Every unit will have a specific writing focus and the process paper written will be an incremental part of the grade for that unit. Students will spend time organizing their ideas, researching the style of essay, reading anchor papers, prewriting, editing their own work, peer editing, getting teacher feedback, revising, and completing final drafts. We will have individual writing conferences at least two times while writing each essay.
Vocabulary is an integral part of any high school English course. Therefore, students will be required to continually study SAT vocabulary words and literary/writing terms. They will receive a list of these terms at the beginning of each week, which will indicate the quiz dates. Students will keep flashcards of these words, which will include the part of speech, the definition, a sentence using the word in the correct context, and the origin of the word. These flashcards will be counted towards the overall quiz grade.
Policies and Procedures
Be here and be on time! When you are not, it has a negative impact on your participation in the class and on your grade. I will follow the Summerville policy regarding tardies. Don’t be late – it is rude.
Homework will be collected only once a week (on the Thursday or Friday at the end of the week) and will be accompanied by a homework slip that must be stapled to the top of it. Students get one free homework pass per trimester (once every two grading periods). Please note, students may only use these passes for weekly assignments, not for exams, quizzes, or major writing assignments. Each missing assignment must also include a written explanation as to why the assignment is missing.
Leaving the Classroom:
Leaving the classroom is frowned upon! You’re a mature student, and I assume that you are able to take care of your personal needs during your passing time. If an emergency arises and you feel you must leave the classroom for some reason, please wait until an appropriate time (not during the middle of a lecture!), and then approach me. You are allowed one bathroom break per 6-week grading period and must present my personal bathroom pass when you ask to go. I will then sign off for you, you will fill out the hall pass clipboard with the time you left, and you’ll promptly return, signing in again with the time you returned. Only one student is allowed outside of the classroom at a time, so please be quick. Please do not leave within the first or last 15 minutes of the class.
It is my philosophy that a student’s behavior does not reflect his or her academic grade. Therefore, any disruption to our learning environment (tardies, poor conduct, not working in groups, and breaking our classroom norms) will lower his or her citizenship grade to a “U”.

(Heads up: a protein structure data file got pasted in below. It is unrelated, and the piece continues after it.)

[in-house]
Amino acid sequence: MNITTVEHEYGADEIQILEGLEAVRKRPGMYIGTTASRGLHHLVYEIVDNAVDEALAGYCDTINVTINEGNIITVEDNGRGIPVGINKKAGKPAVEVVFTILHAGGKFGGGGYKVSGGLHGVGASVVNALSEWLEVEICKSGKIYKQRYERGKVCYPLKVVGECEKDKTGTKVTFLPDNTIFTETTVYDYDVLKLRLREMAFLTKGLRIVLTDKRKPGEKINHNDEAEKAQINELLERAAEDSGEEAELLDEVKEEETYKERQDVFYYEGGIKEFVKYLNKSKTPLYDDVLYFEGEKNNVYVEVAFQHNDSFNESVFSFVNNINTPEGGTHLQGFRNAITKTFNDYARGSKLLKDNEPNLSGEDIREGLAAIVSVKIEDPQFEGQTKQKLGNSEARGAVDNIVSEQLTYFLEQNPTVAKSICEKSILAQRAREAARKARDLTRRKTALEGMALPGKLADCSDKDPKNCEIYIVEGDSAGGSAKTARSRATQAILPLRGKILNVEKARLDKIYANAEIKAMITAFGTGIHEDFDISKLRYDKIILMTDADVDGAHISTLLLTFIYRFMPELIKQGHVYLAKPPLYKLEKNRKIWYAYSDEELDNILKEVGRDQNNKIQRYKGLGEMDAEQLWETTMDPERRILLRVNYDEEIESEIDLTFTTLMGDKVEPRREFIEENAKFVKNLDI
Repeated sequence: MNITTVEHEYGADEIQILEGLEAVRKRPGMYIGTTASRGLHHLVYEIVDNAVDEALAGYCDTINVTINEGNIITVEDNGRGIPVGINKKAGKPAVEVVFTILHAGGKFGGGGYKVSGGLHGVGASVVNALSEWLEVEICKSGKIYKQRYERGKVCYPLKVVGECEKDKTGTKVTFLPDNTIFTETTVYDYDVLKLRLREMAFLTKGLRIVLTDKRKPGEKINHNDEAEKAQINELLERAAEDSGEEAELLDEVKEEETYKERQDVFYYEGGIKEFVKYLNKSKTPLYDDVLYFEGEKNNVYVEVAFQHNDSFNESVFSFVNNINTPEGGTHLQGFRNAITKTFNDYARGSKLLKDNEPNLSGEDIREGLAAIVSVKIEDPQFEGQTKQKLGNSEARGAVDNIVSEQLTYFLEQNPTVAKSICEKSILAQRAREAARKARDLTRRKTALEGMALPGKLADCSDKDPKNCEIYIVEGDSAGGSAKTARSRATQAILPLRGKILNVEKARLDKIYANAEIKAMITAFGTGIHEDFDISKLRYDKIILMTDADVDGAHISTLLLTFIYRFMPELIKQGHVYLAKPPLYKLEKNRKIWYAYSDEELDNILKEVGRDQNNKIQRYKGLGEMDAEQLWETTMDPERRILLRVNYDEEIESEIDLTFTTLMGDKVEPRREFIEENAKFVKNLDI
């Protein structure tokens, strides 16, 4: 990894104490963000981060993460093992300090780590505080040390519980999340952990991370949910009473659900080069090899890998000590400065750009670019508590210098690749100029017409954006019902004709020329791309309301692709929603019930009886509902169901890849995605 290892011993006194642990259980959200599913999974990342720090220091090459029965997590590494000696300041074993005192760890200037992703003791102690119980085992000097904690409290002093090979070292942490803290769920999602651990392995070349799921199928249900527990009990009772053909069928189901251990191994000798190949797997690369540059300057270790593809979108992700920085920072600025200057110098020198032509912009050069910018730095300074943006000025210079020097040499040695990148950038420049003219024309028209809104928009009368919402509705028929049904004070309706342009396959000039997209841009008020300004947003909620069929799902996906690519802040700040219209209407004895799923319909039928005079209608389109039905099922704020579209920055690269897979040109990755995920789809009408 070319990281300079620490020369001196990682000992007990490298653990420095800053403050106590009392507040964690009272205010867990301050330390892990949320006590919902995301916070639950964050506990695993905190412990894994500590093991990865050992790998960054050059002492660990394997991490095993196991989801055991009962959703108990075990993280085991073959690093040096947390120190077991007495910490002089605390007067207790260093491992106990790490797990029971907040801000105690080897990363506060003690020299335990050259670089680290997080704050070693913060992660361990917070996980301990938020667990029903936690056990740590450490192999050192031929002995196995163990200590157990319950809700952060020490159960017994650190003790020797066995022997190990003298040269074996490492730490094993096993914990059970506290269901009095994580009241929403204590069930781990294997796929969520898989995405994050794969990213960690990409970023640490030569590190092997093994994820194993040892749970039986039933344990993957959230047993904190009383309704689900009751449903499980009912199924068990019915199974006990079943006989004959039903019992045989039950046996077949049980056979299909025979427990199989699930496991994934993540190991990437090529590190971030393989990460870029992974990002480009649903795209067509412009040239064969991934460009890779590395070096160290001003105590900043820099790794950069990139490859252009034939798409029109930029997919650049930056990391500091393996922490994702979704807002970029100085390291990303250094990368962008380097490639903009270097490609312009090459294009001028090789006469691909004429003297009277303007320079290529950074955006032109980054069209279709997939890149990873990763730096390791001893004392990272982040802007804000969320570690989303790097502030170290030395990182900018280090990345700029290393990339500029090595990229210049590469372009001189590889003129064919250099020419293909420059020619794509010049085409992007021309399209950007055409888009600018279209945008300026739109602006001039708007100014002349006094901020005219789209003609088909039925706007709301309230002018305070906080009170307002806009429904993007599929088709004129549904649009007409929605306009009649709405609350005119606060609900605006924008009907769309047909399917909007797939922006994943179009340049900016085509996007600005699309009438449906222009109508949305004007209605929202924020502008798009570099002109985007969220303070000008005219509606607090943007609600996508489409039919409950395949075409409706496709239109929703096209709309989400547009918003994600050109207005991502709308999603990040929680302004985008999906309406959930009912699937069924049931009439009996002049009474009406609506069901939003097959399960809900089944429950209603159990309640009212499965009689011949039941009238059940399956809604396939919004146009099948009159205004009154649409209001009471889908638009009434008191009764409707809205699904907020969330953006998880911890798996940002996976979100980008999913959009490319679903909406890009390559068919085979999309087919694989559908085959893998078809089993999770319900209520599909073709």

Earning an “A” in our class is completely dependent upon the hard work and dedication of each of our students. Being prepared to learn and work above and beyond our “normal” expectations will result in an excellent grade. “Above and beyond” means studying the materials outside of class, continually working on the writing process, rewriting essays, retaking tests, playing an integral role in groups work, and earning “A’s” on our summative assessments as well as our end of the semester cumulative projects. For each project and essay, students will receive grading rubrics to ensure that the expectations are clear. They will also receive anchor papers (model essays) so they can see what an excellent paper looks like. Grades are computed on a point system. Grades will be posted online frequently throughout the semester. Please email me if you would like additional grade reports throughout the term. Extra credit will not be accepted in this class.
Grading will be broken down as follows:
100% - 90% = A 89% - 80% = B 79% - 70% = C 69% - 60% = D 59% - 0% = F
All major graded assignments, papers, and projects are due on the date stated at the beginning of class. If you will be late or absent for any reason, email me the paper before class begins or else it will be late. If an major assignment is:
one weekday late = 20% deduction c. Three or more weekdays late = no credit
every calendar day after=10% deduction
Late homework assignments will not be accepted for credit unless the student has an excused absence.
Unexcused Absences: No credit will be given for work missed due to an unexcused absence.
Long-term assignments: If you are absent for any reason, you are still responsible for turning in long-term assignments on time, completing reading assignments on time, and finding out what work you missed. If you are afraid that you might become sick the night before an assignment is due, then complete it early and make sure it is handed in. Take advantage of email, friends, and siblings to deliver assignments.
Short-term assignments: a student with an excused absence may turn in work within two weekdays of his/her return. If you know you will be absent in advance, meet with me before you leave to determine due dates and assignments.
Make Up Exams and Quizzes:
In cases of excused absences, you may make up a test or quiz within two weekdays of your return to school. You are responsible for setting up an appointment with me to make up the work. If you do not make an appointment or do not show up, you will receive a zero. Please check with a classmate after all absences to learn about missed work, tests, and quizzes.
Formal Written Assignments:
All essays, papers, and written projects need to be typed, double-spaced with one-inch margins on all sides, and need to include the MLA formal heading (unless otherwise stated). Use Times New Roman font at all times. Always attach rough drafts, peer editing sheets, and the rubric to final drafts.
Assignment calendar (a planner, whether self-created, or purchased. You must have these by the beginning of next week, or points will be taken from you. I can provide some if necessary, but if you let me know the day it is due, you will be docked points).
A three ring binder with plently of college-ruled paper